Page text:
Any Takers for ECB Bond Buying?
One of the problems with the ECB bond-buying plan, which was hailed last week as a way to help curb the borrowing costs of financially troubled nations, is that it may have no takers. Italian Prime Minister Mario Monti told CNBC that his country has no intention of drawing from the facility. Spain also may avoid borrowing for as long as possible. There are two reasons for the reluctance. The first is that borrowing would signal that a nation has moved to the brink of real trouble. It is hard to argue that Spain is not there already, but that does not mean it wants to admit its severe problems. The other reason is that any borrowing has to be coupled with budget reforms approved by EU authorities. Spain and Italy want to avoid this kind of stranglehold if possible. Barron’s reports:
Everyone is of course looking at Spain and Italy, but they seem in no hurry to raise their hands. Today, GMP Securities’ Adrian Miller asks “whether the plan will ever get off the shelf of the ECB as Spain and Italy have both indicated they are in no hurry to make an official request for aid. Indeed, while Italy’s Mario Monti announced the ECB bond buying plan reduced the stigma of asking for aid as “the drama in the word ‘help’ has been reduced”, he said he was trying to avoid seeking aid. Monti indicated it was premature to comment on the details of the OMT plan.”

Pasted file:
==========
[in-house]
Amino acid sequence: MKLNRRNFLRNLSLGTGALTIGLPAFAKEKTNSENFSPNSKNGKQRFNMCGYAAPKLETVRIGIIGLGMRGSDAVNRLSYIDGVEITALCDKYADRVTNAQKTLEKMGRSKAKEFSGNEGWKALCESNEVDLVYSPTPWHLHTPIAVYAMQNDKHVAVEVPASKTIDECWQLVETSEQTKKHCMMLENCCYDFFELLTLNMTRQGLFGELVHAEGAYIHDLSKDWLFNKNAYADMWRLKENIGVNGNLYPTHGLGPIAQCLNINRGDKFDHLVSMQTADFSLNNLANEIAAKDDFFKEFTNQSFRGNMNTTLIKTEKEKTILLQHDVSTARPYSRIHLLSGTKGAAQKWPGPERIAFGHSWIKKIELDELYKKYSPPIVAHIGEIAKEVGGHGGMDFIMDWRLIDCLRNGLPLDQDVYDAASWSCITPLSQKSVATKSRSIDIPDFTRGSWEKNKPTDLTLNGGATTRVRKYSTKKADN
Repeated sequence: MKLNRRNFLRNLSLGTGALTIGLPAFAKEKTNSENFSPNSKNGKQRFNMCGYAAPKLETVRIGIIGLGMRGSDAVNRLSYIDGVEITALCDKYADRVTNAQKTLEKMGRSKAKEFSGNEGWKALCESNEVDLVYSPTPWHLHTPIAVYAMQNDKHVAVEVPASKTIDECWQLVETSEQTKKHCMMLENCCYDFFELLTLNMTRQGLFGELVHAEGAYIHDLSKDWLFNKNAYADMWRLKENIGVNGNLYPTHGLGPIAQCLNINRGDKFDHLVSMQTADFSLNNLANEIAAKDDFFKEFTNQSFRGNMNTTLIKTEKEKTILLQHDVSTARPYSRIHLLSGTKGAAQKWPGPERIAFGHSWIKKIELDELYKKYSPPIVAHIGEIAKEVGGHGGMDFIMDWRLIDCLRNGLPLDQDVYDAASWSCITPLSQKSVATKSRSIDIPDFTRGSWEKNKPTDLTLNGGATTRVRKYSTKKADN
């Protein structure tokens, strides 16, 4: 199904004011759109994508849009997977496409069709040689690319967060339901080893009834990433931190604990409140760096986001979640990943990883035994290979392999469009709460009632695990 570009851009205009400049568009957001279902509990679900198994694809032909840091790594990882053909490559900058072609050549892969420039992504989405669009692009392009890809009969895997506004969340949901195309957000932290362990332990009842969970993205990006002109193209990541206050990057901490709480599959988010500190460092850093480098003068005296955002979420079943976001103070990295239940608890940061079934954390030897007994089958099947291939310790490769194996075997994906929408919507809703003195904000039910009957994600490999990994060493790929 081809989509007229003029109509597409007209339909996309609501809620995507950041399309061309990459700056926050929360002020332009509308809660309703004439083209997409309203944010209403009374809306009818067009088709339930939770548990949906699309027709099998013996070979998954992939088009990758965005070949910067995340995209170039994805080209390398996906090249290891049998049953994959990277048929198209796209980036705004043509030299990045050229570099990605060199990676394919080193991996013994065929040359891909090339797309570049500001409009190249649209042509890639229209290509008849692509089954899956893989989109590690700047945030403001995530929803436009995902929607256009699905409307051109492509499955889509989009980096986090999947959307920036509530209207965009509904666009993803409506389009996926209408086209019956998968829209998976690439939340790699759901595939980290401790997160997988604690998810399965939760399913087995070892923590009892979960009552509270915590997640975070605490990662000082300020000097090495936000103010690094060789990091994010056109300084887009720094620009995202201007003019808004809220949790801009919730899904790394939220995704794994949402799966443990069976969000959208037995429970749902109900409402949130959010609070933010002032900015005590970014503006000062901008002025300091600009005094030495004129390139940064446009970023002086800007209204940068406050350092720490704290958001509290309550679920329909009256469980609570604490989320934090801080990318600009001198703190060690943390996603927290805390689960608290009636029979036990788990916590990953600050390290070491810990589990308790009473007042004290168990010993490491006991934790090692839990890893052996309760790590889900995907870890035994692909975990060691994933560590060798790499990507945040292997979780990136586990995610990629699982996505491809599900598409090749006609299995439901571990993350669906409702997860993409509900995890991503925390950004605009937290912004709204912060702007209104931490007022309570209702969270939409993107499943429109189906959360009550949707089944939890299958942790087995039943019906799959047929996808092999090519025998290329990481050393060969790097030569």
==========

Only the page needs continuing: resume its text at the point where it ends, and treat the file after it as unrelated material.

Fate of Eurozone in Hands of German Judge
The possibilities of a broad set of bailout programs for Europe’s weak nations rests in part with the top Germany court — the Constitutional Court. On Wednesday it will announce whether the German government can participate in these plans without violating the law of the land. Should the court vote no, the German contribution to these rescue mechanisms would largely disappear. Without the weight of the region’s largest economy by gross domestic product behind it, most of the plans would have to be scuttled. Reuters reports:
Angela Merkel may be the most powerful woman in Europe, but this week the chancellor’s plans to save the euro lie in the hands of Andreas Vosskuhle, the supreme court judge known as Germany’s most powerful man.
France Moves to Tax the Wealthy
France has taken another step toward severe austerity programs set by the central government. Its economy has dipped into a recession. New President François Hollande claims that the government needs to cut costs and place an extreme tax on the income of the country’s richest citizens. According to the Wall Street Journal:
Mr. Hollande said his government would propose a budget this month packed with as much as €20 billion ($25.6 billion) in new taxes and €10 billion in spending cuts. He confirmed that the budget will include a special 75% tax for people earning more than €1 million a year that has fanned fears of an exodus of France’s wealthiest citizens.
The painful measures are necessary to fulfill pledges to lower the country’s budget deficit to 3% of gross domestic product next year from 4.5% in 2012 and reassure investors, who have been more lenient with France than with other highly indebted euro-zone countries such as Italy and Spain.
Douglas A. McIntyre